Air travel is far from the most comfortable experience, so anything that helps put the mind and body at rest at 35,000 feet is very welcome.
There has been plenty of anticipation ahead of the launch of Boeing's new 777X aircraft, for which Dubai airline Emirates has placed an order of 150.
Boeing has given a sneak peek of the aircraft's interior, which the company said will be the world's largest and most efficient twin-engine jet.
The US plane maker revealed images of the cabin with a particular focus on the seating arrangements, overhead lockers and windows. Many of the features are inspired by the 787 Dreamliner.
Boeing said the overhead bins "are designed to enhance the passenger experience by allowing everyone on board easy access to their belongings" and added that the "designs create a more large and open feel inside the cabin".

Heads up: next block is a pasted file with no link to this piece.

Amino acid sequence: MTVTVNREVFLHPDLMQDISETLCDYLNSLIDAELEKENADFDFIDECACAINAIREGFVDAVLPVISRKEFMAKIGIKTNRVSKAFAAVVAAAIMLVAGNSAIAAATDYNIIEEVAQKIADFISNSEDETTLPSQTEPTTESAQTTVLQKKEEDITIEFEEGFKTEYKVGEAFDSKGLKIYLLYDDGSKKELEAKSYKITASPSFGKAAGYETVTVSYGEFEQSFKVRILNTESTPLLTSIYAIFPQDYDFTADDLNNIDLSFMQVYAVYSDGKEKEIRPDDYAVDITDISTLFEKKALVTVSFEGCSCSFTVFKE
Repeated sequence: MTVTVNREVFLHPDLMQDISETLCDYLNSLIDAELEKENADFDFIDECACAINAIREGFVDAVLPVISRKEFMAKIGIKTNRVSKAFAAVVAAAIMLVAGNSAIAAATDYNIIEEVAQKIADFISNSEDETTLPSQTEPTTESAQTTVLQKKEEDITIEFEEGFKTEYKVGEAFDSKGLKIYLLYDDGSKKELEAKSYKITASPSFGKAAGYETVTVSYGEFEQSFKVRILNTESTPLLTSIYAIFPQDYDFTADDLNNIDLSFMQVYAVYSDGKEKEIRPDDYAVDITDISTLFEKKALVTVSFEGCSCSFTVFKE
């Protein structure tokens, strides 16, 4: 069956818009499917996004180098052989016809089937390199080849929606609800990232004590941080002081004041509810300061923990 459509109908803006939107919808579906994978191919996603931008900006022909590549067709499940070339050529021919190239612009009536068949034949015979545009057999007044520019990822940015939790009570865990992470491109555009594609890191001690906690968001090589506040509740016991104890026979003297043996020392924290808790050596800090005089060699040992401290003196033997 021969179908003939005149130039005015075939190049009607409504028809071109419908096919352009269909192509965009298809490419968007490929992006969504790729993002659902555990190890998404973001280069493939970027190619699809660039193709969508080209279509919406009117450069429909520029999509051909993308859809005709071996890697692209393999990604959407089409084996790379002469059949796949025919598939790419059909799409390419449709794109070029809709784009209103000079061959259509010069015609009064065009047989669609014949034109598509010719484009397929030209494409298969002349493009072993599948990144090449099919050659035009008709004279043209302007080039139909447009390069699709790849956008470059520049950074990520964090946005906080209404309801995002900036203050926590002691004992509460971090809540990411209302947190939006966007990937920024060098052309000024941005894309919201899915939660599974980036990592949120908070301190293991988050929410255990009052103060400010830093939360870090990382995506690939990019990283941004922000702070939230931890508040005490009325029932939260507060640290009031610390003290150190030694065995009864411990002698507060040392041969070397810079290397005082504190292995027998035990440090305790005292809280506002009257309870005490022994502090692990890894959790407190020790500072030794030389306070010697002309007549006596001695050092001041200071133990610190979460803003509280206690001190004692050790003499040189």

Boeing said the windows are larger and higher, providing a better view for everyone on board. There also appears to be an automatic roll-down blind system.
Other new features revealed by Boeing were a "lower cabin altitude, improved humidity and smoother ride technology", while "next-generation LED lighting further enhances the passenger experience throughout the flight and allows airlines more branding opportunities".
The renderings appear to show both economy and business class cabins.
The aircraft is set to undergo vigorous testing in 2019 and is scheduled for delivery in 2020, when Emirates will receive both the 777-8 and 777-9 variations.
The 777-8 will seat between 350 to 375 passengers, while the latter can carry 400 to 425 passengers, both in a two-class configuration.
The 777-8 has a range of 16,110km – far enough for it to create a new world's longest flight – and the 777-9 can travel 14,075km.
Boeing said the 777X will have 12 per cent lower fuel consumption and 10 per cent lower operating costs than its competition.
The model has foldable wing tips, which enable an extended span of seven metres, maximising fuel efficiency.
Earlier in December, the three main fuselage sections of the first 777X were connected together at the Boeing facility in Everett, Washington, in what is known as a "final body join".